I remember our food was presented in slow motion and the server was smiling at us with a professional grin. I remember my mother drinking slowly and looking away and then back at me and saying (slowly). “But….yooooouu arrrreee OUR dauuughteer! Yoouuu arrre ooours!”

Those words, “You are ours.” brought me back to reality and everything move back to it’s normal space.

“Mom. I’m not yours. I’m not theirs; I’m not anyone’s. I belong to me. I belong to God.”

“But you are mine! I feel like-like you came right from me.”, she wept. “I mean, we even look alike.”

“Mom, you are my mother, but I didn’t come from you. I know it sounds harsh, but it true, and just because you didn’t bring me here to Earth doesn’t make you or dad any less.”

“Then I don’t understand why you are making this into a-a big thing? I’m sorry that you found out that way you did. For that, I’m truly sorry. I just didn’t have the strength to tell you. But we are your family!”

“Mom. Let me explain what a normal day is like for me now that I know I’m not biologically yours. I wake up a look in the mirror, and all of the things that I saw that were traces of you begin to fade. You smile, your beauty, all of the things that I was proud to have because YOU, so I thought gave me, are now gone. And my skin complexion. Ha! You know how much I was bullied. But I knew I got my skin tone from dad because of what you two told me, and I believed it, and I held on to your words that I thought were true. But they aren’t.”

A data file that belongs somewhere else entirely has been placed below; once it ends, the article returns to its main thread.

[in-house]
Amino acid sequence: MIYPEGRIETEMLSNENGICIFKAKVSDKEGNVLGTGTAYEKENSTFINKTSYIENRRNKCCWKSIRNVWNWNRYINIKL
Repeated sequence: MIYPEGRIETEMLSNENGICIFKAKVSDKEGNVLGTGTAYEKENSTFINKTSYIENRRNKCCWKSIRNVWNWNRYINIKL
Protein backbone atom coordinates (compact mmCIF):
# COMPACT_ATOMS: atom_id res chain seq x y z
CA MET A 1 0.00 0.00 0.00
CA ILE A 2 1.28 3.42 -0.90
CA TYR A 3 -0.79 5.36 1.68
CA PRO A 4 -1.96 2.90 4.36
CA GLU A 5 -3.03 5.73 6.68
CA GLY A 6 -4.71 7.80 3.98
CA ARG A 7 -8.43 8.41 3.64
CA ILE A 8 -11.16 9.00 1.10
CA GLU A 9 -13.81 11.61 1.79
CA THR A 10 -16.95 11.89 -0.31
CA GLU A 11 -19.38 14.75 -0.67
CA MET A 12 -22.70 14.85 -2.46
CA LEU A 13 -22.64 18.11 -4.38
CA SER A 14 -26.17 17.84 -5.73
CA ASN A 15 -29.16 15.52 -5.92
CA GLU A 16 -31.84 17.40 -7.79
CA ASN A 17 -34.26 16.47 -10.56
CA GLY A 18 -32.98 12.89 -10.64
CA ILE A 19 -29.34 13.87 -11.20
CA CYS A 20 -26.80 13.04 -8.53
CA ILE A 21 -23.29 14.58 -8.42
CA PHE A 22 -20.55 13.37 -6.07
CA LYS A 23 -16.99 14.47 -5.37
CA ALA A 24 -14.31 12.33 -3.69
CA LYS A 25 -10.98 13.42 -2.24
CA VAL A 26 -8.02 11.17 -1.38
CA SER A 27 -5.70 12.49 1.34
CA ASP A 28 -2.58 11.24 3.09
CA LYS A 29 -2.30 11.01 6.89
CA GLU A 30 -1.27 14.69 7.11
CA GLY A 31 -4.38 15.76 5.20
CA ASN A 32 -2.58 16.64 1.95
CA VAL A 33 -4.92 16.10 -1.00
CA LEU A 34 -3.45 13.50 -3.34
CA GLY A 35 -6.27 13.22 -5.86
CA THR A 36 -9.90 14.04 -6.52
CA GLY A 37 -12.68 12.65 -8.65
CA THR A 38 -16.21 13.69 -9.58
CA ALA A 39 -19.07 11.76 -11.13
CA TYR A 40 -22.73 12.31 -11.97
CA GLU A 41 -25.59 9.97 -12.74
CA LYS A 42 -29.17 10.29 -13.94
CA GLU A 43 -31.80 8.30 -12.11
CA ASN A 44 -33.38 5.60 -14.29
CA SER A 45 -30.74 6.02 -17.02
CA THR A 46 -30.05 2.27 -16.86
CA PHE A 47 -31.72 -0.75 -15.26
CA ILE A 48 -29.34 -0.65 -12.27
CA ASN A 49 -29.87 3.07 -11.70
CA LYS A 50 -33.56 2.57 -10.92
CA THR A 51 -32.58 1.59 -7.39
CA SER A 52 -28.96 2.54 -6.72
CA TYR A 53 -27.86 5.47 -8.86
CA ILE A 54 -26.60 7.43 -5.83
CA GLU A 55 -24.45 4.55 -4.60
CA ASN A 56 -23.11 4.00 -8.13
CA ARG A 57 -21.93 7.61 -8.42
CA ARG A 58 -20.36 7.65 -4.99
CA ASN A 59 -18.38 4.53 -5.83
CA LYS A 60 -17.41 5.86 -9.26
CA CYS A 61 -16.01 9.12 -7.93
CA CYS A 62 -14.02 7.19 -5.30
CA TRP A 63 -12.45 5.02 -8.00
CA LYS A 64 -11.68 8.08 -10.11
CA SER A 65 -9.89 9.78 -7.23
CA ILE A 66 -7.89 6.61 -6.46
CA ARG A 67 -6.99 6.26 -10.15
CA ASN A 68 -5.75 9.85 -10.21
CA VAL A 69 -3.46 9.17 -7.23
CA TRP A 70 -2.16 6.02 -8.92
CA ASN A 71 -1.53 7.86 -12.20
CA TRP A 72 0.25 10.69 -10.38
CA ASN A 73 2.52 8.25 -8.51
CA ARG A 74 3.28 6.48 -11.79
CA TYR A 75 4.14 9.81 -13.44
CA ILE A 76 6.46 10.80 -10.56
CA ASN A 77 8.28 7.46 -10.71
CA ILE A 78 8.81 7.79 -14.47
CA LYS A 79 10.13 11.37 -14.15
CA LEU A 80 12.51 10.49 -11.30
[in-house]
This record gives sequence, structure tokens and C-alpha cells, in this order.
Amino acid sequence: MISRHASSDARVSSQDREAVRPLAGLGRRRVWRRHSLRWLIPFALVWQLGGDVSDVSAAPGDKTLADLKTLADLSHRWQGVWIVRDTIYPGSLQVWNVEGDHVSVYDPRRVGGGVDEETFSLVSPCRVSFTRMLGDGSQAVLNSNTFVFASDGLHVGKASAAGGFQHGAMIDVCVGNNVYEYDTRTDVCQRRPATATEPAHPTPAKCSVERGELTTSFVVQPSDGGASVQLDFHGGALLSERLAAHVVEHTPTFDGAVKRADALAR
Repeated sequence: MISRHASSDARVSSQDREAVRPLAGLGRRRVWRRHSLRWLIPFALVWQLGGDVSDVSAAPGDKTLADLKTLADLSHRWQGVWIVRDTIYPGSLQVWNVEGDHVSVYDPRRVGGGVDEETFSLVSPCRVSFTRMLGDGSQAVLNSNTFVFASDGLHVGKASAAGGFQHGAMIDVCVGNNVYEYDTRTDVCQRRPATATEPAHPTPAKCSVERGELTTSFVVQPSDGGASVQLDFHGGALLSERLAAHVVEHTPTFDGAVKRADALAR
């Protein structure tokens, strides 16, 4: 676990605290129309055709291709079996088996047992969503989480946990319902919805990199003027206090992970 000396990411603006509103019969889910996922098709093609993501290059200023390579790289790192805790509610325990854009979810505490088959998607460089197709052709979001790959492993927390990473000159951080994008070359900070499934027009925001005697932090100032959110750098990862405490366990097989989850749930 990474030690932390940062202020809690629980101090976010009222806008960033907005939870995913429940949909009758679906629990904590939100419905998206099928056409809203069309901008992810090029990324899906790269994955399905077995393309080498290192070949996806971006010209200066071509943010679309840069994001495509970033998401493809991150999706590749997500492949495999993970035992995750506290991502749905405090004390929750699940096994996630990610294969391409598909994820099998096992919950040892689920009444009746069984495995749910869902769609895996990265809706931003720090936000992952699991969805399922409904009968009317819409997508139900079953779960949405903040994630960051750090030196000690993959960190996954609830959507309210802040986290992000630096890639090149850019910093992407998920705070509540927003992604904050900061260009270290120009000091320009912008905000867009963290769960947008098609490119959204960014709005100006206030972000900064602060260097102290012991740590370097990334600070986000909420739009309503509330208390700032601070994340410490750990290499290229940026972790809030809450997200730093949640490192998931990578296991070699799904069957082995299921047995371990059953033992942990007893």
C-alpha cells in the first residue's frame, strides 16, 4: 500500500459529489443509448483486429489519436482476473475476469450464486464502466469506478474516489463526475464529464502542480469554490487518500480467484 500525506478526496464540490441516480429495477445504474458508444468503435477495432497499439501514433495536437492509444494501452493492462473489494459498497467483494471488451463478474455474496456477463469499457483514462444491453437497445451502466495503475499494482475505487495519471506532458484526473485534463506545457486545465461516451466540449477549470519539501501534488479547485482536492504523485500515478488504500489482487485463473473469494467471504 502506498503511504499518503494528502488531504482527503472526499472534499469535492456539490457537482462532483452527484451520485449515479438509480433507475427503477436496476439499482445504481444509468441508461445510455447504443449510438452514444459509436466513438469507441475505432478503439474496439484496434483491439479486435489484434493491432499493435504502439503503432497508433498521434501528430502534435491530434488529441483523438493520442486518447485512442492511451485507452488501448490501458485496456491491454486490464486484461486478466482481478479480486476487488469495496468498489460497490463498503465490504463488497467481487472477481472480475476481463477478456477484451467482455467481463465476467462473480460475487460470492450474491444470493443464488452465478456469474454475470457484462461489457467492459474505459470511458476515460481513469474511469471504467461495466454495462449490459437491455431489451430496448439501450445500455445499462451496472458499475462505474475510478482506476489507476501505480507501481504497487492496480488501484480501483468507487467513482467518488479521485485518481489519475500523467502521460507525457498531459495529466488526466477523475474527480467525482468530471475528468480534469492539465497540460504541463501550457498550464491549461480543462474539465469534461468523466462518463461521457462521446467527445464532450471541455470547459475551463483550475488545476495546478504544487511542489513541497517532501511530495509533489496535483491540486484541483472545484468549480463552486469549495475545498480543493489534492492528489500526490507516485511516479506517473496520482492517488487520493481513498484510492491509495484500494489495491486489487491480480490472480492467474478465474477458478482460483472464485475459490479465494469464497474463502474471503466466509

“But, Janeen.” my mother said. “You look just like your father and your Nana Jackson. So I don’t know why it’s a big deal.”

“Mom! I’m not dad, I’m not Nana, and I’m not you.” More tears came down her eyes. The server came over and asked us how we were doing. We looked up at her, and she smiled and back away.

“Janeen, let’s just stop right now. I can’t take it right now.”

“No, mom. I’m not going to stop. You have that privilege, but I don’t, and since you adopted me and made a promise to take care of me, I’m going to give you a peek into what I’m going through. Not only do I watch you and dad fade away from my face every morning, but I have to embrace the physical traits and my complexion of my birth parents.”

My mother was agitated and turned her head away.

“Mom, look at me, your daughter. Mom, I’m Hungarian, Polish, and Jewish. Tears ran down my face as I said each ethnicity. I’m English, Norwegian, and German.” The tears were dripping onto my plate. “I’m Swedish, Irish, and parts of many different African countries. Look at me, mom! I’m the same but different.”

My mother cried and took my hand. Wow, her hand was still cold.